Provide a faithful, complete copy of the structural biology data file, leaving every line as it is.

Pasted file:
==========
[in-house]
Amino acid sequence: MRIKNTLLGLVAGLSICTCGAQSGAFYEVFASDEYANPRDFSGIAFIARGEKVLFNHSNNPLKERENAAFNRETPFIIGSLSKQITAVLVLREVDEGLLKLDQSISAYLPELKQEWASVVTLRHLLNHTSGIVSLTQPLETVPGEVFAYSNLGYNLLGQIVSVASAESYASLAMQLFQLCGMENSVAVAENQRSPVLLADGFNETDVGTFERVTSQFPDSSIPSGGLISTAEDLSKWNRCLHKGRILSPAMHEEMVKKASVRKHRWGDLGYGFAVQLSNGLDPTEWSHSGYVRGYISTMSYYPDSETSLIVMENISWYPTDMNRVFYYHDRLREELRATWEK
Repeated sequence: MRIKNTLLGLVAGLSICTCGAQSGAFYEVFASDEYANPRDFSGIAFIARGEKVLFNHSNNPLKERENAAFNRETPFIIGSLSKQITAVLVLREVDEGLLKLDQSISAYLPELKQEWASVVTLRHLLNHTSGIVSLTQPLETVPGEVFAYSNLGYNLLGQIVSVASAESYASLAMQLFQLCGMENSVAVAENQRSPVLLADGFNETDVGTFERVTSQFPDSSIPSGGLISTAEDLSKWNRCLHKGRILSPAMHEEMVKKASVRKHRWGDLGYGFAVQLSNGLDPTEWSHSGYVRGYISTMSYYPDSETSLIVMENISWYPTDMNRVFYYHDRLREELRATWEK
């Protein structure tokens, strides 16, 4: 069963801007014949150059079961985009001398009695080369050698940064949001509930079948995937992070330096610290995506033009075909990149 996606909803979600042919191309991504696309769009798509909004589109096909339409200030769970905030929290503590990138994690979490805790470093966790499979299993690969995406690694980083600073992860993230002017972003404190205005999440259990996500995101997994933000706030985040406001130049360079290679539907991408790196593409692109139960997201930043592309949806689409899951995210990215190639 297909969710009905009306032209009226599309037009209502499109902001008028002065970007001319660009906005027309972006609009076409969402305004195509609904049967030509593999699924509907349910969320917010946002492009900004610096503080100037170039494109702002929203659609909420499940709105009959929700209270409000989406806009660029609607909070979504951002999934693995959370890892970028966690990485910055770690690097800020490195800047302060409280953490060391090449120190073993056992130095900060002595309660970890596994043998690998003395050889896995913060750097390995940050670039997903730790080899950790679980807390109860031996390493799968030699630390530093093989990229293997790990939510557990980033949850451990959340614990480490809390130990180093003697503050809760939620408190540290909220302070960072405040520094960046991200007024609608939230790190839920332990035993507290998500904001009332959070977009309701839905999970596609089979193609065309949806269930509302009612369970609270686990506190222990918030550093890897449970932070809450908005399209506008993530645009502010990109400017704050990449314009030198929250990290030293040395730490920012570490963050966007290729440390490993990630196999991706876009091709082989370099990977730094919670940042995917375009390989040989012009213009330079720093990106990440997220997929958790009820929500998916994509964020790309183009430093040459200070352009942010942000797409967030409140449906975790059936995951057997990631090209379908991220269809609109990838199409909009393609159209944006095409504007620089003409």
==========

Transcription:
[in-house]
Amino acid sequence: MRIKNTLLGLVAGLSICTCGAQSGAFYEVFASDEYANPRDFSGIAFIARGEKVLFNHSNNPLKERENAAFNRETPFIIGSLSKQITAVLVLREVDEGLLKLDQSISAYLPELKQEWASVVTLRHLLNHTSGIVSLTQPLETVPGEVFAYSNLGYNLLGQIVSVASAESYASLAMQLFQLCGMENSVAVAENQRSPVLLADGFNETDVGTFERVTSQFPDSSIPSGGLISTAEDLSKWNRCLHKGRILSPAMHEEMVKKASVRKHRWGDLGYGFAVQLSNGLDPTEWSHSGYVRGYISTMSYYPDSETSLIVMENISWYPTDMNRVFYYHDRLREELRATWEK
Repeated sequence: MRIKNTLLGLVAGLSICTCGAQSGAFYEVFASDEYANPRDFSGIAFIARGEKVLFNHSNNPLKERENAAFNRETPFIIGSLSKQITAVLVLREVDEGLLKLDQSISAYLPELKQEWASVVTLRHLLNHTSGIVSLTQPLETVPGEVFAYSNLGYNLLGQIVSVASAESYASLAMQLFQLCGMENSVAVAENQRSPVLLADGFNETDVGTFERVTSQFPDSSIPSGGLISTAEDLSKWNRCLHKGRILSPAMHEEMVKKASVRKHRWGDLGYGFAVQLSNGLDPTEWSHSGYVRGYISTMSYYPDSETSLIVMENISWYPTDMNRVFYYHDRLREELRATWEK
């Protein structure tokens, strides 16, 4: 069963801007014949150059079961985009001398009695080369050698940064949001509930079948995937992070330096610290995506033009075909990149 996606909803979600042919191309991504696309769009798509909004589109096909339409200030769970905030929290503590990138994690979490805790470093966790499979299993690969995406690694980083600073992860993230002017972003404190205005999440259990996500995101997994933000706030985040406001130049360079290679539907991408790196593409692109139960997201930043592309949806689409899951995210990215190639 297909969710009905009306032209009226599309037009209502499109902001008028002065970007001319660009906005027309972006609009076409969402305004195509609904049967030509593999699924509907349910969320917010946002492009900004610096503080100037170039494109702002929203659609909420499940709105009959929700209270409000989406806009660029609607909070979504951002999934693995959370890892970028966690990485910055770690690097800020490195800047302060409280953490060391090449120190073993056992130095900060002595309660970890596994043998690998003395050889896995913060750097390995940050670039997903730790080899950790679980807390109860031996390493799968030699630390530093093989990229293997790990939510557990980033949850451990959340614990480490809390130990180093003697503050809760939620408190540290909220302070960072405040520094960046991200007024609608939230790190839920332990035993507290998500904001009332959070977009309701839905999970596609089979193609065309949806269930509302009612369970609270686990506190222990918030550093890897449970932070809450908005399209506008993530645009502010990109400017704050990449314009030198929250990290030293040395730490920012570490963050966007290729440390490993990630196999991706876009091709082989370099990977730094919670940042995917375009390989040989012009213009330079720093990106990440997220997929958790009820929500998916994509964020790309183009430093040459200070352009942010942000797409967030409140449906975790059936995951057997990631090209379908991220269809609109990838199409909009393609159209944006095409504007620089003409």